Taginfo, however, reveals that out of 211,000 objects tagged with wikimedia_commons 118,500 objects also have wikidata, presumably redundant. But fair enough, that still leaves some 100,000 which are missing wikidata, for one reason or another.

it could be checked whether it is redundant.

In theory, Sophox and QLever would be the perfect tools for the job. But it’s a bit more difficult than it’s supposed to be. I haven’t figured it out yet, but maybe this is enough information for you to get to the finish line.

Like Wikidata, Wikimedia Commons has its own SPARQL endpoint. For example, you can query for geotagged images based on the location of either the camera or the depicted object. This relies on each file’s description page to be tagged with structured data. In theory, you could write a federated query in Sophox that nests a Commons query inside an OSM query. Unfortunately, it’s currently difficult to federate the Commons endpoint with another SPARQL endpoint, because it requires an OAuth token, presumably to prevent abuse by image scrapers. If not for that limitation, this Sophox query might stand a chance of returning OSM elements joined with Commons coordinates.

There’s an older way to geotag Commons files, by adding a {{Location}} template to the file description page. Fortunately, Commons has a MediaWiki extension installed that exposes these templates as part of the MediaWiki API. For example, you can query for pages by title with their distance from a given coordinate, or for pages within a certain distance of a given coordinate. Sophox can call the MediaWiki API directly, but unfortunately not for these particular queries. If it did, we could even get the geotagged coordinates without a distance, then use the around service to filter the results within Sophox.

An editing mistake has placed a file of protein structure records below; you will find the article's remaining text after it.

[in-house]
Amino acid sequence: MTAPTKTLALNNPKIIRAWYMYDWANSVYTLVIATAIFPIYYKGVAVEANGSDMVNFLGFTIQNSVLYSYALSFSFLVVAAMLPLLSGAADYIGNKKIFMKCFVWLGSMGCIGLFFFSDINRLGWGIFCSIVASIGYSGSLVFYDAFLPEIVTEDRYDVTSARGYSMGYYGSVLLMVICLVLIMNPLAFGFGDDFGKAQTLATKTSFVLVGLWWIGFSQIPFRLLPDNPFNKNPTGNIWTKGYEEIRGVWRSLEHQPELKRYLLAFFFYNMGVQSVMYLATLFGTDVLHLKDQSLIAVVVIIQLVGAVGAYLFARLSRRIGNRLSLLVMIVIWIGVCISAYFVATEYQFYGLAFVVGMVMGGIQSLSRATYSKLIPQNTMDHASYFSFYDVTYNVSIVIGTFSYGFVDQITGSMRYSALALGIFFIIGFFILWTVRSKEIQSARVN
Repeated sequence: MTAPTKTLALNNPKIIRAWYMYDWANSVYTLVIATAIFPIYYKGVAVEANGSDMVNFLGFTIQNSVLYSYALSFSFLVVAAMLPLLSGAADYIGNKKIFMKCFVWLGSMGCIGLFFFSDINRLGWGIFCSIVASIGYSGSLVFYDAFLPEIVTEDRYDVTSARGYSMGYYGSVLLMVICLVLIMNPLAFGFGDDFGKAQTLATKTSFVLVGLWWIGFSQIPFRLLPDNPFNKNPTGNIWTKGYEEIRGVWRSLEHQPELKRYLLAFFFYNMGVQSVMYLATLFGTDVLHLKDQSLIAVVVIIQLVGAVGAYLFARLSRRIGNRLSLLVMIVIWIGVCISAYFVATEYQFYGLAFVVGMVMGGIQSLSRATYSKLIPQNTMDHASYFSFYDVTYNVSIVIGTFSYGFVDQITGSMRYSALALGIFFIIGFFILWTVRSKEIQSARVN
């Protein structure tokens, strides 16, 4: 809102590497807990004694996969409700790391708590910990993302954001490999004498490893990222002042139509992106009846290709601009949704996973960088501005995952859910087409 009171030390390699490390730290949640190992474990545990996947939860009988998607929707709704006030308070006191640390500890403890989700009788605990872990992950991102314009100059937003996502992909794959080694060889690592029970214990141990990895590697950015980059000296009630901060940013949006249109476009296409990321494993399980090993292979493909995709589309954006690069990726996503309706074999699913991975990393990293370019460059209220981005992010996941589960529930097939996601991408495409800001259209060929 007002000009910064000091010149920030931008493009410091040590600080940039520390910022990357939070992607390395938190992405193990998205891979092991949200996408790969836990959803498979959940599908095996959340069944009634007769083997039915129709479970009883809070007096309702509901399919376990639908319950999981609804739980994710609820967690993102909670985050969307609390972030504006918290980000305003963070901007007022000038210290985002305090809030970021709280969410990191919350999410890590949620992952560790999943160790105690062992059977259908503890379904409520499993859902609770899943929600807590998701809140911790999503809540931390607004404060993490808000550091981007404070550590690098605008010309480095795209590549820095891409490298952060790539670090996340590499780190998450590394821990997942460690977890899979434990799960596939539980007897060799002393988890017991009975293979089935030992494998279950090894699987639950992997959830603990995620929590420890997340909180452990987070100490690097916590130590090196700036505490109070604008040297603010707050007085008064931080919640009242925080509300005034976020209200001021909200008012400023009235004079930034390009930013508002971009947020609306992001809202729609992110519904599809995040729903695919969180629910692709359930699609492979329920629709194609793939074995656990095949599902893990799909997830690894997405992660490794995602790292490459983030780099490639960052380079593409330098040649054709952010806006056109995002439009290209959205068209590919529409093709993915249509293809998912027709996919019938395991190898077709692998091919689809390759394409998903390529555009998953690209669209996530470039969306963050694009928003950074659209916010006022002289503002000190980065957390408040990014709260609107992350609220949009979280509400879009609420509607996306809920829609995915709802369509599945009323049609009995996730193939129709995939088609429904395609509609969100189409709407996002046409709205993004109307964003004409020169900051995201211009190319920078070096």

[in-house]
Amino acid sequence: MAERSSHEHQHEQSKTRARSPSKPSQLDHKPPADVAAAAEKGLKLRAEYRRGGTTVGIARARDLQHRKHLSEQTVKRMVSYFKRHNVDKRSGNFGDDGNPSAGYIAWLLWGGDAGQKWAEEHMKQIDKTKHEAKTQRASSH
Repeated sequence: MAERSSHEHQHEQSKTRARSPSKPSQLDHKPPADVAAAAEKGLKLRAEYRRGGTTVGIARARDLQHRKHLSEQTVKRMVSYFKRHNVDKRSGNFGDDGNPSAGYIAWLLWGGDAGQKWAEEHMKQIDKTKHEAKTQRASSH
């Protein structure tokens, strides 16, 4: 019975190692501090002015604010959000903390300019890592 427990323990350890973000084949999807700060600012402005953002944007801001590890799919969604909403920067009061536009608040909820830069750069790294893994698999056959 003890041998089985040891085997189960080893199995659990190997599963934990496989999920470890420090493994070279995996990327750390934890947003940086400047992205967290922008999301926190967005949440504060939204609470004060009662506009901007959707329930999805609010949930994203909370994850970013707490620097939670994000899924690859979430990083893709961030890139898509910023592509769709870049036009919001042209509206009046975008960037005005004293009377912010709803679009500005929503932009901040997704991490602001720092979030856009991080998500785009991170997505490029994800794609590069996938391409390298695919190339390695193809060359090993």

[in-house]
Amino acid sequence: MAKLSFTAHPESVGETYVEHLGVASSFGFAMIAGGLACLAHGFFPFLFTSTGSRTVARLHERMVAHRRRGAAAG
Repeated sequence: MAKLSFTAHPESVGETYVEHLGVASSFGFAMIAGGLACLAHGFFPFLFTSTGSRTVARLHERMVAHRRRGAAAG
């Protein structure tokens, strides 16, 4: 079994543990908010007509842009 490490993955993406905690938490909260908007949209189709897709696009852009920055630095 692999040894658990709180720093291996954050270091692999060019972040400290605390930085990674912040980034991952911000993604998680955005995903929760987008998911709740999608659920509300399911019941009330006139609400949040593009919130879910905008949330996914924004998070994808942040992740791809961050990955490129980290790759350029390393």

QLever indexes both OSM and Wikimedia Commons in the same triplestore, which in theory would make it possible to join the two datasets more performantly without leaving QLever. This already works quite well for OSM–Wikidata and OpenHistoricalMap–Wikidata queries, because OSM and OHM data have been postprocessed to resolve wikidata=* and wikipedia=* tags to the referenced entities. Unfortunately, wikimedia_commons=* isn’t being resolved yet:

As a workaround, we can transform the wikimedia_commons=* tag value into a URL and match it against URLs of Commons files. Unfortunately, merely querying for any files with their coordinates and URLs is producing an out-of-memory error, likely because 27.3 million coordinates of the point of view (P1259) statements is way too much to simply join on another property without more filtering. I assume some bot went around adding this property to every image with EXIF coordinates. Fortunately, coordinates of depicted place (P9149) appears on a much more manageable 8.2 million files. This modified query still times out, but at least it doesn’t balk right away. We could probably filter the OSM part of the query to certain kinds of features or other criteria to make it more performant.